Stephanie Merritt - Student Profile
Current research project
Characterising exoplanet atmospheres using high-resolution spectroscopy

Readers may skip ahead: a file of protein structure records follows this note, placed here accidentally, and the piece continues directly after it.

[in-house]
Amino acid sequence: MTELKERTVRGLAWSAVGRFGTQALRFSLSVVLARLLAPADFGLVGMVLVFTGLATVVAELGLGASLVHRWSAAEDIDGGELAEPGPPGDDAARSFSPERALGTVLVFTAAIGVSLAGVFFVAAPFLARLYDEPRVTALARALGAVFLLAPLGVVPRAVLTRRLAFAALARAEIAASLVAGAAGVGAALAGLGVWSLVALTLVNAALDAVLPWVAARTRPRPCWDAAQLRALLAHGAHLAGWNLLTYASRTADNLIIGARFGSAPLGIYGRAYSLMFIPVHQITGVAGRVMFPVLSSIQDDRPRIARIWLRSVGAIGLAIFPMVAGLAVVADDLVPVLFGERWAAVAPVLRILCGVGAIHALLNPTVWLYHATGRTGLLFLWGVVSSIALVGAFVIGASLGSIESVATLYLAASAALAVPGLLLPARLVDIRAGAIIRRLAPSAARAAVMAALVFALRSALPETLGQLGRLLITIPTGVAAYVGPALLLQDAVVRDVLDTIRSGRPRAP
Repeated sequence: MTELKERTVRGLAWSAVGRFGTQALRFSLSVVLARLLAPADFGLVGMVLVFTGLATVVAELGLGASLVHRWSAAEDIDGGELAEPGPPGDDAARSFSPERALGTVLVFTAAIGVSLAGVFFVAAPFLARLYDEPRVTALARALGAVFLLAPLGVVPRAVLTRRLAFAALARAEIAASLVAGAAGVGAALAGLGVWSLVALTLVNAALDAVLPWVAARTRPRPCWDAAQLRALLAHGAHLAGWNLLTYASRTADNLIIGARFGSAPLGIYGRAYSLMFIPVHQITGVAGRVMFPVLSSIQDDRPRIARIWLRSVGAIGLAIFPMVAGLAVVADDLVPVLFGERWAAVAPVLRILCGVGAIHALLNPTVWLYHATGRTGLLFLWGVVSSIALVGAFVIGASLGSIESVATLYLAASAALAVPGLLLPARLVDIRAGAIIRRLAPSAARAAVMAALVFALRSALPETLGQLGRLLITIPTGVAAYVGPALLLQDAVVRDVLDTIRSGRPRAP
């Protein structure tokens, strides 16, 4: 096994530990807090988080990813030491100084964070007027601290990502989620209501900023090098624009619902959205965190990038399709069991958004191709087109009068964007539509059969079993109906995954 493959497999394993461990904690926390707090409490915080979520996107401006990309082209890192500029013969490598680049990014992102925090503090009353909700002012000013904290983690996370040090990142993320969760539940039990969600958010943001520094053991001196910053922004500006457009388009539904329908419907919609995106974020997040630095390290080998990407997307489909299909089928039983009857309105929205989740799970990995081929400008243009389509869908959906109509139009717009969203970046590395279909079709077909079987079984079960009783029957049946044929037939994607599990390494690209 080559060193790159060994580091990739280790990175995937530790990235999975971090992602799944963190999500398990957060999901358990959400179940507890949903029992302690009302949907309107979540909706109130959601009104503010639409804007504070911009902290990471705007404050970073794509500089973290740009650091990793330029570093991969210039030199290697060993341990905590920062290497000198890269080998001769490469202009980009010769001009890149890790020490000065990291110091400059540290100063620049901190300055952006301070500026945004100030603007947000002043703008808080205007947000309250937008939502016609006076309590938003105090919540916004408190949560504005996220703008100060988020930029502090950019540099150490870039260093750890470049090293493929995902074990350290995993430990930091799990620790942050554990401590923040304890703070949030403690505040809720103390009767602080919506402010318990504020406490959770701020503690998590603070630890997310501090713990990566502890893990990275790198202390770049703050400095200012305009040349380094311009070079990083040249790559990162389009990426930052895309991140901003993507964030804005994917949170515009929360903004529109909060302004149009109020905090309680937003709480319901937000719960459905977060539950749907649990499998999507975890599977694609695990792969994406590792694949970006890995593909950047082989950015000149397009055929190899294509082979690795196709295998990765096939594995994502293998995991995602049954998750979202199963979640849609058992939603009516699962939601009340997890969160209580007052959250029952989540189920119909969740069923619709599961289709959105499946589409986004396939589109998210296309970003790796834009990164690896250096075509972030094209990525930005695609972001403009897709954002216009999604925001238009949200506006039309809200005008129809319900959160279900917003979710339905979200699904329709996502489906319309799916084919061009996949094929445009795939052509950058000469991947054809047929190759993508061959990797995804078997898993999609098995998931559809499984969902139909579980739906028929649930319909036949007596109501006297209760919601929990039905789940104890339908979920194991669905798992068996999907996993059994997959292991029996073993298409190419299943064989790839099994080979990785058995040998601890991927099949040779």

The exoplanets known as hot Jupiters (gas giants orbiting close to their parent stars) represent a unique opportunity to explore extreme atmospheric chemistry. The hottest of these planets have temperatures > 2500K and are predicted to host thermal inversions (the rise of temperature with altitude) due to the presence of gaseous titanium oxide and vanadium oxide causing local heating. However, evidence to confirm these models has proven elusive. My work used Doppler spectroscopy in an attempt to unambiguously detect the presence of TiO or VO in the hot Jupiter WASP-121b, which has previously been shown to host a thermal inversion. I have found neither, suggesting that TiO and VO are not always the main drivers of thermal inversions and that our models need to be refined. Future work will focus on detecting other potential drivers of the thermal inversion in WASP-121b and on exploring the atmospheres of other ultra-hot Jupiters to clarify our understanding of these extreme worlds.